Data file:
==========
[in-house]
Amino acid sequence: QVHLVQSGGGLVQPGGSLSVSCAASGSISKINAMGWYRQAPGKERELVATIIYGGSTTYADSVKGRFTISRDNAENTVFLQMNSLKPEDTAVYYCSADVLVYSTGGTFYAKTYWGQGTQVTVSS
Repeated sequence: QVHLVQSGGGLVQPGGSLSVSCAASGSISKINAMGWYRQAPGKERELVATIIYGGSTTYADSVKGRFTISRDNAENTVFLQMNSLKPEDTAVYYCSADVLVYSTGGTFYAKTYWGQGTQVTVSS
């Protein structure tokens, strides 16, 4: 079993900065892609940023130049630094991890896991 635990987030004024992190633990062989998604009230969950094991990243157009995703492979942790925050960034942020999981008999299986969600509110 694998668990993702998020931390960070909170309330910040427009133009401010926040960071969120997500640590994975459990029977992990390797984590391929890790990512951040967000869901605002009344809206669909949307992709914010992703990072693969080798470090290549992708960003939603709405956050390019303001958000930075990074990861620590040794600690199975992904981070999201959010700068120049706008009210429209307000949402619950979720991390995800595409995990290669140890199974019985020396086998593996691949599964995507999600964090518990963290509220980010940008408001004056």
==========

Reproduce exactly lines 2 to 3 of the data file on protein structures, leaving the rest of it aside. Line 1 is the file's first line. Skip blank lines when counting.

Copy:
Amino acid sequence: QVHLVQSGGGLVQPGGSLSVSCAASGSISKINAMGWYRQAPGKERELVATIIYGGSTTYADSVKGRFTISRDNAENTVFLQMNSLKPEDTAVYYCSADVLVYSTGGTFYAKTYWGQGTQVTVSS
Repeated sequence: QVHLVQSGGGLVQPGGSLSVSCAASGSISKINAMGWYRQAPGKERELVATIIYGGSTTYADSVKGRFTISRDNAENTVFLQMNSLKPEDTAVYYCSADVLVYSTGGTFYAKTYWGQGTQVTVSS